There is no doubt that Albufeira is blessed with beautiful beaches, backed by low sandstone cliffs and probably the main reason the little fishing village has developed into an increasingly large resort town.
There are two beaches at Albufeira's old town, although they are in fact just part of the same long sweep of sand: Praia do Tunel (sometimes called Praia do Peneco) to the west and Praia dos Pescadores to the east. Both are beautifully clean: the beach tractors and workmen arrive in the early morning every day during the main visitor season, collecting the inevitable litter and re-ploughing the soft sand above high-water level.
Praia do Tunel is accessed via a man-made tunnel through the cliffs and also by an elevator (free, I assume). Praia dos Pescadores is at the end of the pedestrianised Avenida de 25 Abril and has escalators leading down from the cliffs (and the starting point for tuktuks, the tourist train and the hop-on bus).
Do be aware that Albufeira faces the Atlantic and not the Mediterranean. There are proper waves and the sea isn't anywhere near as warm. When I visited in late May I saw no-one actually swimming at all, although there were a few people paddling.
There are ranks of sunbeds available for hire and a boarded walkway which runs all the way from the access point to Paria dos Pescadores to he furthest extreme of Praia do Tunel. And, of course, there are pedalos, and plenty of other water-based activities on offer during the season along with beachside bars and eating places.
I walked the beaches in the early morning, when few others were about...the odd local jogger, the workmen cleaning up. At that time of day they were lovely but, as the temperature rose, they became increasingly busy. The easy access means both beaches can be very crowded indeed during the high season.
Albufeira is a beach town, so of course you need to go to the beach at least once! The beaches are super-close to the downtown area, so it's easy to walk there. They're nice and sandy, and not too crowded either.
Note to travellers from more conservative countries/backgrounds and/or who are easily shocked - topless sunbathing is allowed and though not all women do it, it happens frequently on the beach.
Thirty years ago Albufeira was "the capital" of tourism in Algarve and a vacation paradise.
Today, it is the center of all the excesses in massive building and loss of quality, but the beach is still there (spreading along the coast), the fishermen keep on working (not much), and with luck, you may get your own space not far from the city.
Once a "private" beach of Inatel, the national organization for workers free time, this wide beach is now part of the long stripe of sand that compose Albufeira's beaches, with a few hotels and apartments hidden inland.
I didn't swim there, but it looks more rocky than the other beaches of the area.
There are some rough paths along the coast between Albufeira old-town and Villamoura connecting the many small bays, beaches and resort areas.
When the tide is out, much of the distance can be done along the beach or the water's edge but several stretches must be done by climbing the steps or rocks and then following the rough paths.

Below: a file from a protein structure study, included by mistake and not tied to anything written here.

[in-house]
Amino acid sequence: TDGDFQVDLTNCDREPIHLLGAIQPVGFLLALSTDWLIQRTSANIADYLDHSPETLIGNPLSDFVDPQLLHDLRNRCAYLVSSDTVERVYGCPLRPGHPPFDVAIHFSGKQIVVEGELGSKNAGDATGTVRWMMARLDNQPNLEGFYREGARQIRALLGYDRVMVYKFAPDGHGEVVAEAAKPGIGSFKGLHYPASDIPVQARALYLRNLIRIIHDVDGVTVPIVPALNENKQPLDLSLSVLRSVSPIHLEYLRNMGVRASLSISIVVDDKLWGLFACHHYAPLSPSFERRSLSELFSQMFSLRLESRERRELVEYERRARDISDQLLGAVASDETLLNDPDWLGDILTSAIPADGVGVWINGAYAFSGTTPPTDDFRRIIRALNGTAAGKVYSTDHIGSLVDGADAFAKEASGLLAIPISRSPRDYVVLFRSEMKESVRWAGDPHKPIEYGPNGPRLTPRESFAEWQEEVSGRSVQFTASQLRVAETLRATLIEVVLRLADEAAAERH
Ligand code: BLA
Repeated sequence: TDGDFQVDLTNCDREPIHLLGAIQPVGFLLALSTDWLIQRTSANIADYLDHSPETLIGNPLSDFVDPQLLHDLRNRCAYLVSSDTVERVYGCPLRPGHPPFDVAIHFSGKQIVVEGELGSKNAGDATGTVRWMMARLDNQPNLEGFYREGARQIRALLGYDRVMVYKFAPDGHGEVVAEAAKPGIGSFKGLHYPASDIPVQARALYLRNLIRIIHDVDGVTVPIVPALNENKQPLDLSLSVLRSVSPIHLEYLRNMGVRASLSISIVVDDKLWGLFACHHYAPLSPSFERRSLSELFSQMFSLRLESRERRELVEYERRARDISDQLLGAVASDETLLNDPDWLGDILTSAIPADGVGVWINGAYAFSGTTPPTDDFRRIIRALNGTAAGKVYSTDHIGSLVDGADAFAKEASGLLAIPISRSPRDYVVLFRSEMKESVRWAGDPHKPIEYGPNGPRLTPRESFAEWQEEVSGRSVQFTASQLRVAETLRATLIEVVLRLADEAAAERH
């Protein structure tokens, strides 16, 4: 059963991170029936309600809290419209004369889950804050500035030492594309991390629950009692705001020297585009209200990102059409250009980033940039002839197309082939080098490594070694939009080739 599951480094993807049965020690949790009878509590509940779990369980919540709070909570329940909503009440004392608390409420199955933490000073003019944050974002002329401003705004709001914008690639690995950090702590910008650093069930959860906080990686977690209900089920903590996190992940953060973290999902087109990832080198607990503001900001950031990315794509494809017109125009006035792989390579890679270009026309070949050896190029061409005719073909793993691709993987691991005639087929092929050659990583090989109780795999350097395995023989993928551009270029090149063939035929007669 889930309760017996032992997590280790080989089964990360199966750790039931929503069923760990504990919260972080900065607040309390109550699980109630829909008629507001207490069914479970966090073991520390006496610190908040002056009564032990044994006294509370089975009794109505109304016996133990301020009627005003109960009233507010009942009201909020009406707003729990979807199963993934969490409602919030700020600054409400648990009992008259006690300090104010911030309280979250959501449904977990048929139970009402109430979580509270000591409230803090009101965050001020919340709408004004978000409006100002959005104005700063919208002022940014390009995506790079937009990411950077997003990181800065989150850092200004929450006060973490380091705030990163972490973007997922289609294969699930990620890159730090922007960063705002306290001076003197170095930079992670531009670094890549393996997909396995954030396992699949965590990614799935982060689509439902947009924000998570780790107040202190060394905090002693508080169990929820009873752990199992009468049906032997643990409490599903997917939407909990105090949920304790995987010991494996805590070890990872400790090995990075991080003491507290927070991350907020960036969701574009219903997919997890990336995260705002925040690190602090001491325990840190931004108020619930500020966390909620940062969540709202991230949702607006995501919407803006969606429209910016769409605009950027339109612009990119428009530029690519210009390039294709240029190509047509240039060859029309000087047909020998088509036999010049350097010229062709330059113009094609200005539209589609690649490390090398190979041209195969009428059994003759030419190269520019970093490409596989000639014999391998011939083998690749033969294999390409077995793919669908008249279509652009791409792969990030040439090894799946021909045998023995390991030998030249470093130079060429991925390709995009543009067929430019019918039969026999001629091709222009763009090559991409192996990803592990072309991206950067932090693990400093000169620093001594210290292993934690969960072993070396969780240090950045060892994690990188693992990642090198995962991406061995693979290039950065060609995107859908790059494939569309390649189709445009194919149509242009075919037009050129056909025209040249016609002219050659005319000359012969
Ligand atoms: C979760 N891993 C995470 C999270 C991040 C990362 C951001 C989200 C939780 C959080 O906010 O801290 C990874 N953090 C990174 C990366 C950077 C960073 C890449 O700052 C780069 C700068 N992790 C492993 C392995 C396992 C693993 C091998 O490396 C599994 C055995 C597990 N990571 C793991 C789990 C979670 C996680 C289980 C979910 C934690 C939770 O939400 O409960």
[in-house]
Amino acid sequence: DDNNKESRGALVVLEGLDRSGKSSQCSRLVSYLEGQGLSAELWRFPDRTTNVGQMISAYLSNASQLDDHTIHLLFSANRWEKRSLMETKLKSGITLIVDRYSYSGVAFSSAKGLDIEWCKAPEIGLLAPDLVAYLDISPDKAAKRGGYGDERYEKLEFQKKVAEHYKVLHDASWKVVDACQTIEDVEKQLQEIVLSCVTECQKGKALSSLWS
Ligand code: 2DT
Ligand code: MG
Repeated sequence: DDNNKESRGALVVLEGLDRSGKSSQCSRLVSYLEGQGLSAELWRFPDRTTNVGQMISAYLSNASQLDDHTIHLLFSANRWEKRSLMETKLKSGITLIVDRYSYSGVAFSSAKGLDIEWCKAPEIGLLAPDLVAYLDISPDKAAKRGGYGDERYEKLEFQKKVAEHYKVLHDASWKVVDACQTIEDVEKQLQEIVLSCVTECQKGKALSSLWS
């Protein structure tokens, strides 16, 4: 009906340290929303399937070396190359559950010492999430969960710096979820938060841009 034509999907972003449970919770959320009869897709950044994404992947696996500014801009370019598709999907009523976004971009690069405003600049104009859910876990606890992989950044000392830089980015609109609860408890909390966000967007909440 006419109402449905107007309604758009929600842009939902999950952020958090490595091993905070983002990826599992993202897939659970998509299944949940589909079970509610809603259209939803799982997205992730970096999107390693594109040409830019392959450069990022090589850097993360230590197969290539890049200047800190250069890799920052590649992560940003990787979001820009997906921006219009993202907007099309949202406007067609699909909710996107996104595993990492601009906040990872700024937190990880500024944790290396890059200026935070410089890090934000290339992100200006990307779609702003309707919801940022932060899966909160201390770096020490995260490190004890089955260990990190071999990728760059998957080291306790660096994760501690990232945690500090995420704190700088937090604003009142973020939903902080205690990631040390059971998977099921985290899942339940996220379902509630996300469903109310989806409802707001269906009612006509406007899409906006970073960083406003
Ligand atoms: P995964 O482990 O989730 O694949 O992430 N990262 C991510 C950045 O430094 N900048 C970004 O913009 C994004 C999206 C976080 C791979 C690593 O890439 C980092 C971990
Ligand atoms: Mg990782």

These vary from dead-easy to quite hairy in places!
Fifteen minutes walk from the center is the main beach.Quite well hidden from the main rd so look out for signs that point to a path and small road that takes you to the beach.There is a large car park at the end of the small road and plenty of wooden boards to walk on to avoid getting burnt feet on the hot sand.The water can be quite cold with it being the Atlantic so brace yourself when taking a dip.Sunloungers and umbrellas can be hired for a few Euros and just behind the sand dunes is a nice bar/restaurant with plenty of room to sit inside or out.
Cant remember the name of the restaurant but we did eat here once and i remember the food was very nice and the service was good with a varied menu and reasonable prices.
Albufeira was a thriving seaport with its own castle which was destroyed by an earthquake in 1755. Most of the older parts of the town survived and have been carefully maintained.
The centre of Albufeira is very mixed, with the new part called the 'strip' which has many bars and discoes and where the younger element congregate.
So why did you chose Albufeira? It has lots to offer, but the beaches are really great! Soft golden sand, and usually plenty of room to set down your towel and relax.
There are areas of the most popular beaches, like Fishermans Beach, where there are sunbeds and beach umbrellas laid out, for hire. I think you'll find that you are not permitted to set up your own beach umbrella within a certain distance of the official ones, so be aware!
I think the must see in Albufeira are the beaches.
There are some like Sº Rafael, Albufeira, Falésia, etc.
Always good white sand, and lovely sea.
Beaches and Sun makes Algarve the most tourist spot in Portugal.
Driving between Portimao and Albufeira we stopped at Carvoeiro for a snack and also we visited the beach.
This little beach remind me the calas of Ibiza, with the fisherman little houses but this ones also on the mountain, not only on the beach.
You can see lots of signs at the boats to visit the caves by sea :-) maybe next time :-)
Driving between Portimao and Albufeira you can visit some lovely beaches.
When we stopped in Carvoeiro, at the tourist office (that was open on a Sunday) they suggested us to visit some places as this beach, even if the photos do not show its beauty as it was afternoon and the sun was making photos a little bit difficult lol it was for me the most impressive.
I suggest to go in the morning for photos :-)
I remember 17 years ago, waking up in the morning and going early to the beach for the last swim before driving north to Lisbon.
I had so many good memories of that visit :-)
Anyway the beach is still there hehehe and still looks as nice as before :-)